Displaced from SoHo, the ‘Spring Studio’ Finds New Life at 293 Broome Street
Spring Street Natural wasn’t the only victim of the rent hikes at its now-former HQ. The increase, which forced the restaurant to relocate to Kenmare Street, also displaced its little-known basement occupant. The renowned “Spring Studio.”
Well, the Lower East Side opened its arms to the artistic refugee. Spring Studio, founded in 1992 by Minerva Durham, just settled at 293 Broome Street within the last couple weeks. As before, the business remains a professional art studio that offers “ongoing life drawing sessions 7 days a week.” (The studio coincidentally celebrates its 24th anniversary next month.)
It’s a pretty awesome deal, too (i.e. budget friendly). For instance, a package of five sessions only costs $75 (that’s $15 for an hour). Full pricing:
5 sessions $75 Good for 1 Year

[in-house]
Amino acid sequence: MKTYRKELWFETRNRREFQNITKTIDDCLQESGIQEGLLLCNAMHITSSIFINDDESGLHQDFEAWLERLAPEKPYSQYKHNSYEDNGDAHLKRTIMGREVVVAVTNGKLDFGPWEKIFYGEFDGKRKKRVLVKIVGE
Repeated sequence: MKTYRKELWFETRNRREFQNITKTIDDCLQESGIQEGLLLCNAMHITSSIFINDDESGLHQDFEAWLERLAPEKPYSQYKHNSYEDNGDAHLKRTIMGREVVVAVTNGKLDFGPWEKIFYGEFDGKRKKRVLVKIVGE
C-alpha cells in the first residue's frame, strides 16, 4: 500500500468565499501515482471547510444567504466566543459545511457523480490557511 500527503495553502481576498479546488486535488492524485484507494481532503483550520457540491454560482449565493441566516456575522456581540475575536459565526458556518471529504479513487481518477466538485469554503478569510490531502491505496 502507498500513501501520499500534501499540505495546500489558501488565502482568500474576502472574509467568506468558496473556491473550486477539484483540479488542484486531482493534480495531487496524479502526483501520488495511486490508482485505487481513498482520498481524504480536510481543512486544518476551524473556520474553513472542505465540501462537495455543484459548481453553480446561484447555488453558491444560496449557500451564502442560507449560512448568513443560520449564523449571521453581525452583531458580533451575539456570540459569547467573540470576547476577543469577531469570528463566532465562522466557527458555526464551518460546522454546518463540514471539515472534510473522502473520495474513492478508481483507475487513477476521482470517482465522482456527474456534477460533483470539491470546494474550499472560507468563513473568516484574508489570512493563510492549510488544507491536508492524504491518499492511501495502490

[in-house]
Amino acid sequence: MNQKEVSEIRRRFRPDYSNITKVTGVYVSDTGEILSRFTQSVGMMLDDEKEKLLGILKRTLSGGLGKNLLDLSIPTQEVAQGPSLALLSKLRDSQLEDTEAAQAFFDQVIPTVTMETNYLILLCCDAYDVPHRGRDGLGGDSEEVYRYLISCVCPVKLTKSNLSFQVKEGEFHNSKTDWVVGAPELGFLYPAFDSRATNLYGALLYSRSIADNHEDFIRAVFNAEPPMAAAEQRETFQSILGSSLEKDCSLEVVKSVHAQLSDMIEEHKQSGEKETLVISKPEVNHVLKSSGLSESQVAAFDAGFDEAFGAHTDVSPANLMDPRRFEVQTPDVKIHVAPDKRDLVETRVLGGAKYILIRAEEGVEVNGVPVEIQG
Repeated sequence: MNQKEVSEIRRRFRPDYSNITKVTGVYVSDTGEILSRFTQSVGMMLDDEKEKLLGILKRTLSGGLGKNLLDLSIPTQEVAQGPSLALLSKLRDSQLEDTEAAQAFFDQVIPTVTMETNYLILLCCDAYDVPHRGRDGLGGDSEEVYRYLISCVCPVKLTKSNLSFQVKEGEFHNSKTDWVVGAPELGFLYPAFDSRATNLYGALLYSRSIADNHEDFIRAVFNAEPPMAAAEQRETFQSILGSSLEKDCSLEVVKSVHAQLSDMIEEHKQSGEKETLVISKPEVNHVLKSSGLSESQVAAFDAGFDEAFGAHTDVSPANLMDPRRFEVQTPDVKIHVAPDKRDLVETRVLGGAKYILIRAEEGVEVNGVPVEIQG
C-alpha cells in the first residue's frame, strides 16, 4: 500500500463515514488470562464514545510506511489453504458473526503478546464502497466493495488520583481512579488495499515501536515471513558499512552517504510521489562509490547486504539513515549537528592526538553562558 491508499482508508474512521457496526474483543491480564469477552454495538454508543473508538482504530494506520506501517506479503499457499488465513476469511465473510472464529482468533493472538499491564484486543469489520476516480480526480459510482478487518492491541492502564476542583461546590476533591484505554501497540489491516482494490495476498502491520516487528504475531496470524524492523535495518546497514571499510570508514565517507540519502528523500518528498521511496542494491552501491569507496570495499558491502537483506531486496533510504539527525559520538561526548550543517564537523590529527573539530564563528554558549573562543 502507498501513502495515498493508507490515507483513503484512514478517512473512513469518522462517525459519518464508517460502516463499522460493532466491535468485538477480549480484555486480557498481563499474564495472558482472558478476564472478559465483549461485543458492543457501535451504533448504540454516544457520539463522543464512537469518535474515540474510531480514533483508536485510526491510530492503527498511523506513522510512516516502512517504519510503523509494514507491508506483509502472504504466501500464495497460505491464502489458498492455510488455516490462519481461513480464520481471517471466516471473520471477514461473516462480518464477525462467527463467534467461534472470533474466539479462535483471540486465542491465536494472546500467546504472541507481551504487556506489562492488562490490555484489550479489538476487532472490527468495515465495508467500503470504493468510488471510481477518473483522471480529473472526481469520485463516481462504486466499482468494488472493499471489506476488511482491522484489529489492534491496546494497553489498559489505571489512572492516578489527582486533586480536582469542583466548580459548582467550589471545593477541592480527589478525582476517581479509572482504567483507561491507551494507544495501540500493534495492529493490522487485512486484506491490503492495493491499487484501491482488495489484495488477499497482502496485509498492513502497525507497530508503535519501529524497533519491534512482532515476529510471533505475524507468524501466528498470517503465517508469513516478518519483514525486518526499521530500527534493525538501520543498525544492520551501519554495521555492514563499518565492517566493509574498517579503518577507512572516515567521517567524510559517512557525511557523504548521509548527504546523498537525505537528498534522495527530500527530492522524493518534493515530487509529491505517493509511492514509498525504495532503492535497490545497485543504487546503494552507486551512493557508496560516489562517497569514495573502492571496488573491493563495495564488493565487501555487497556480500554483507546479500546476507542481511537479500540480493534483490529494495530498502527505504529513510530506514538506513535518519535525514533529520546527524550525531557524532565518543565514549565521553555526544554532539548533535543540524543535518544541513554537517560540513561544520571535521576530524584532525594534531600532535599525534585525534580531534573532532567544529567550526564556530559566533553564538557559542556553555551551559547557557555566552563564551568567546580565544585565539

10 sessions $140 Good for 1 Year
25 sessions $300 Good for Unlimited Time
50 sessions $500 Good for Unlimited Time
Durham’s lease on the basement of 64 Spring Street expired at the end of December. (Upon moving there, rent was $900; upon departure, $2,000!) The owner will probably use the spot as storage for the new ground-level tenant, and even sent architects to take measurements while she was still there. Durham concluded to the New York Times back in October that the SoHo art scene is pretty much over.
“It got to be a sign of wealth rather than a sign of struggle, to have space,” she said. “Artists need space to make art. But people with money wanted space for consumption, and they got the art. It’s like eating your enemy’s brain. You have everything — art and money.”
While purists might miss the dingy, but lovable basement digs, the new location on Broome Street is literally a step up for the business. Above ground, that is.
The building itself, meanwhile, is historic in its own right. 293 Broome Street dates back to 1823. Unfortunately, the owner decided to raise the roof some six years ago for additional residential space, yet the project never concluded. It remains in a state of arrested development. Indeed, the two-floor skeleton sits untouched, thanks in part to an active stop-worker order from 2010.